SYDNEY: Authorities hunting for Malaysia Airlines flight MH370 said Friday they were “increasingly confident” that wreckage found on an Indian Ocean island was from the ill-fated jet, raising hopes of solving one of aviation’s great mysteries.
The two-metre (six-foot) long piece of wreckage is to be sent to France for analysis, with expectations building it will be the first tangible proof the plane went down in the Indian Ocean.
Investigators are hoping they will then move closer to understanding the mystery swirling around the Malaysia Airlines Boeing 777, which vanished 16 months ago with 239 people aboard, most of them Chinese.
“We are increasingly confident that this debris is from MH370,” Martin Dolan, chief commissioner of the Australian Transport Safety Bureau, which is leading the MH370 search, told AFP.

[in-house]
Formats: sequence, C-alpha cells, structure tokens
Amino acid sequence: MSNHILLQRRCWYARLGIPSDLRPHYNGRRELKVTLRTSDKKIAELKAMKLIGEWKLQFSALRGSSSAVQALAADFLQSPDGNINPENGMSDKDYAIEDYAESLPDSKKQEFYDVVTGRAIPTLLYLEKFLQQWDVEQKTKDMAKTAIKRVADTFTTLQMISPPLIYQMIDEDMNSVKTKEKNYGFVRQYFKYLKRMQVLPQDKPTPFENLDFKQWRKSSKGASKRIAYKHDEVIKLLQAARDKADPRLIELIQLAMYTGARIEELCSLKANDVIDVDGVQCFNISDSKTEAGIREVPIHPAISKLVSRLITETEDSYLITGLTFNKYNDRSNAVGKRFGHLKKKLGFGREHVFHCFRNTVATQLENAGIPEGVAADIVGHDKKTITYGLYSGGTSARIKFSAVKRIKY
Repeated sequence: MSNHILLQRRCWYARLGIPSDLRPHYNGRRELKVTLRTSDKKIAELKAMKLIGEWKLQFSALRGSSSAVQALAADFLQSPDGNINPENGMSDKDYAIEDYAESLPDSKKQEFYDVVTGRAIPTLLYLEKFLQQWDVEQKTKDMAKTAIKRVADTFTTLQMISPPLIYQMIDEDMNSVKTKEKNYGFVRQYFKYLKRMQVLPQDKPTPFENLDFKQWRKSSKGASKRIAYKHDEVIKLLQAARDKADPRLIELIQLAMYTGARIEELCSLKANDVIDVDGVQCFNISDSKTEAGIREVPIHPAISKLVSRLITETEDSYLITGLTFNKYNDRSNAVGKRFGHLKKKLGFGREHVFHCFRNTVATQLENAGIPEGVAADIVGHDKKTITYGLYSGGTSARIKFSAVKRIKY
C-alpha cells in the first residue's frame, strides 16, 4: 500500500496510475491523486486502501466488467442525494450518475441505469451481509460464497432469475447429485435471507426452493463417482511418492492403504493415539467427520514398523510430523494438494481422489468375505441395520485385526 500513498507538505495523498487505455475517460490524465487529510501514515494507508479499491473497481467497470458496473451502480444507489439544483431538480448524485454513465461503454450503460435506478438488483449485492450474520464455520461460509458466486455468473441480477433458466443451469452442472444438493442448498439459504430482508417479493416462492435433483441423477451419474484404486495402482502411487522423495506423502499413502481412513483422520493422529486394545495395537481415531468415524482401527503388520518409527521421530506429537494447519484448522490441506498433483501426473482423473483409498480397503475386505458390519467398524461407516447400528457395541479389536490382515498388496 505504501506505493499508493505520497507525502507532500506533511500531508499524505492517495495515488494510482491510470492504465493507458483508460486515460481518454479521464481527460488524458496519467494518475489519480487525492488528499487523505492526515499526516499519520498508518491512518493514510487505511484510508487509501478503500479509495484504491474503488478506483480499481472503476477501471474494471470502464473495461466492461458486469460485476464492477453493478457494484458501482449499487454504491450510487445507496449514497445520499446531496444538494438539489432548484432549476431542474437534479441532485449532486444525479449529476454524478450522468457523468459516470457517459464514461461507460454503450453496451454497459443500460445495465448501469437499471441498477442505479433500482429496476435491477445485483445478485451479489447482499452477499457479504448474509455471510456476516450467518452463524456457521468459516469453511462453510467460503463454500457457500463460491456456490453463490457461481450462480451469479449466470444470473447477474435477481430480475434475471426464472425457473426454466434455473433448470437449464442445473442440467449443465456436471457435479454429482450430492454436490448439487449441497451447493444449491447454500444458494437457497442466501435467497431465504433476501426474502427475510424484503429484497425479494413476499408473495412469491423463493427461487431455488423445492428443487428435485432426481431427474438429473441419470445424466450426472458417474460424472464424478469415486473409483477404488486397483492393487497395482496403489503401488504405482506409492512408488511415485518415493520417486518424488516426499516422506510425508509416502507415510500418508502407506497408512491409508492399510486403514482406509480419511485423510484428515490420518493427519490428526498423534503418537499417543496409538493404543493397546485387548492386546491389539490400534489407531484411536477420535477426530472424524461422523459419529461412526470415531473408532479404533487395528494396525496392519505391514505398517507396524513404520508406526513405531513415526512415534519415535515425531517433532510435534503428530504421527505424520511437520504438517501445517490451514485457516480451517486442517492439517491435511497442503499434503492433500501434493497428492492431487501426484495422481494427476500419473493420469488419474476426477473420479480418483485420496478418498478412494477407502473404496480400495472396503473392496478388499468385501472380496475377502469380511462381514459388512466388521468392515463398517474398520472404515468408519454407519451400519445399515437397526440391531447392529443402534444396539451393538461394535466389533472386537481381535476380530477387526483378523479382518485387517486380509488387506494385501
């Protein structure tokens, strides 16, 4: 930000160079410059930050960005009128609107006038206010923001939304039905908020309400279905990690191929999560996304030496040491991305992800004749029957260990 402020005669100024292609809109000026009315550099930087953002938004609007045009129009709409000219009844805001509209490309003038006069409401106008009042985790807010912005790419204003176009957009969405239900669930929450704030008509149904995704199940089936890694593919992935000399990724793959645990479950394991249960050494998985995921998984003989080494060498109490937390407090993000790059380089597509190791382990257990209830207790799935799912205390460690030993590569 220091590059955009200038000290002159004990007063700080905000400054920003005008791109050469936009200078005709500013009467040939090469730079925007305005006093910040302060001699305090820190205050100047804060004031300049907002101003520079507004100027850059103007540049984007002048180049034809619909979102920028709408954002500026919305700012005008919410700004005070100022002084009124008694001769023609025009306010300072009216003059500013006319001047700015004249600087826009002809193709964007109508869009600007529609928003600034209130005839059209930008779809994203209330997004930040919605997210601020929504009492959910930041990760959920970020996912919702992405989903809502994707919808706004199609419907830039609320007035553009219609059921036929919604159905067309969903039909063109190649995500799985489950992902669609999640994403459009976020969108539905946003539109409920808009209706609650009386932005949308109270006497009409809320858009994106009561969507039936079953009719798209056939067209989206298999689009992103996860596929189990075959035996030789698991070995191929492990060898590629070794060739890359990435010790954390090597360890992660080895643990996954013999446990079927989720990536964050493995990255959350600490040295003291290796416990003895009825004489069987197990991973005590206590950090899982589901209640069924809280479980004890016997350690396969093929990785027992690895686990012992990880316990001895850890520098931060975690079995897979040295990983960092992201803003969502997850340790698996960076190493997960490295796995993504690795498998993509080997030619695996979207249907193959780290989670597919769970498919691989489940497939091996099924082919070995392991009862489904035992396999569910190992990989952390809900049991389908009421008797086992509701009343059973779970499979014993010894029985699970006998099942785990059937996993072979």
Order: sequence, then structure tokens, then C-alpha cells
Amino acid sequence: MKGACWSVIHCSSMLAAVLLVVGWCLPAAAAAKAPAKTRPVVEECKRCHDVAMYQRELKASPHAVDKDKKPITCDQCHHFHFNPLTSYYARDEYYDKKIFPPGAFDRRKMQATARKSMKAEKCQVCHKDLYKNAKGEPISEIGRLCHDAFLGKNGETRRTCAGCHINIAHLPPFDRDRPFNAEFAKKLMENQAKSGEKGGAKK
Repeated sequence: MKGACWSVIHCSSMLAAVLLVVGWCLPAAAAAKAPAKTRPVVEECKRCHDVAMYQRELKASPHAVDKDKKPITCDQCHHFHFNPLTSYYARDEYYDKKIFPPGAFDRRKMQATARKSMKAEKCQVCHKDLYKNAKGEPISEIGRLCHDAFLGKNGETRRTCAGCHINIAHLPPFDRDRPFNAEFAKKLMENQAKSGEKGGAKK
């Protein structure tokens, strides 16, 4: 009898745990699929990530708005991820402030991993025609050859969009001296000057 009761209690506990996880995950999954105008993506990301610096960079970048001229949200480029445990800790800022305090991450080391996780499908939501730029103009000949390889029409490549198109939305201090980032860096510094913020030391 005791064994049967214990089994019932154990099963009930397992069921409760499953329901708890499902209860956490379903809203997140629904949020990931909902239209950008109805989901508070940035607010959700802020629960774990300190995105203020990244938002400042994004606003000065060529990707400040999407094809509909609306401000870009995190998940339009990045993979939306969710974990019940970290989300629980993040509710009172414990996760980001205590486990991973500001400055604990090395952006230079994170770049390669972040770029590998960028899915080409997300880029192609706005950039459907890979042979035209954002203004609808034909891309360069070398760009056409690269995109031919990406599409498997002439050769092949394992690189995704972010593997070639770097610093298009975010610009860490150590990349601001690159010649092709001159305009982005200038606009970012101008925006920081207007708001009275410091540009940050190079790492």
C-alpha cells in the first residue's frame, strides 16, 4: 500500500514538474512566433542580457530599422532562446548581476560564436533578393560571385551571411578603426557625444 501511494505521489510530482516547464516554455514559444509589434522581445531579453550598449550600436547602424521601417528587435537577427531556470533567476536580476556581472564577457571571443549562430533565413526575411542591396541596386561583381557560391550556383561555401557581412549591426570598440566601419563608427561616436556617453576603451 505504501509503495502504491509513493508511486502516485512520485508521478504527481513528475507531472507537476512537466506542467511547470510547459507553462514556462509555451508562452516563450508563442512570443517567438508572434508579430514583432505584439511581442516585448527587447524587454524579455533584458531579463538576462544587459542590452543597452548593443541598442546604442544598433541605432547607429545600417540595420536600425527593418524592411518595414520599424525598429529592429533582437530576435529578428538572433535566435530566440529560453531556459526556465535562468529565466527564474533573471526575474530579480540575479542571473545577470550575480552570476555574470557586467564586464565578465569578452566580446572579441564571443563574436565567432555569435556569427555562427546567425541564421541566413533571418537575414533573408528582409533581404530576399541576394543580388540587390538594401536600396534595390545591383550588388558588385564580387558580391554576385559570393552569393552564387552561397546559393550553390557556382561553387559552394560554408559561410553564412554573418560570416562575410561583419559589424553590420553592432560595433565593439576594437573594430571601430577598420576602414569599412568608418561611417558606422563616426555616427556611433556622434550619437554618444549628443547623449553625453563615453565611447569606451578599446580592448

“The shape of the object looks very much like a very specific part associated only with 777 aircraft.”
Dolan cautioned that it remained to be confirmed, but said he was hoping for greater clarity “within the next 24 hours”.
Malaysian Prime Minister Najib Razak had said Thursday the object was “very likely” from a Boeing 777, but also said this had yet to be confirmed.
Several experts have said the debris is a Boeing 777 flaperon, a wing part, and that if it is confirmed it almost certainly belonged to the Malaysia Airlines plane.
The debris washed up on the French island of La Reunion, some 4,000 kilometres (2,500 miles) from the oceanic region where MH370 was thought to have gone down in March last year.
The recovered object is expected to be flown to a testing site in France near the city of Toulouse for analysis by aviation authorities and could reach there by Saturday, French sources told AFP.
Authorities involved in the search at sea, guided by the analysis of signals from the plane that were detected by a satellite, believe it went down in the southern Indian Ocean.
But no confirmed physical evidence has ever been found and Malaysian authorities in January declared that all on board were presumed dead.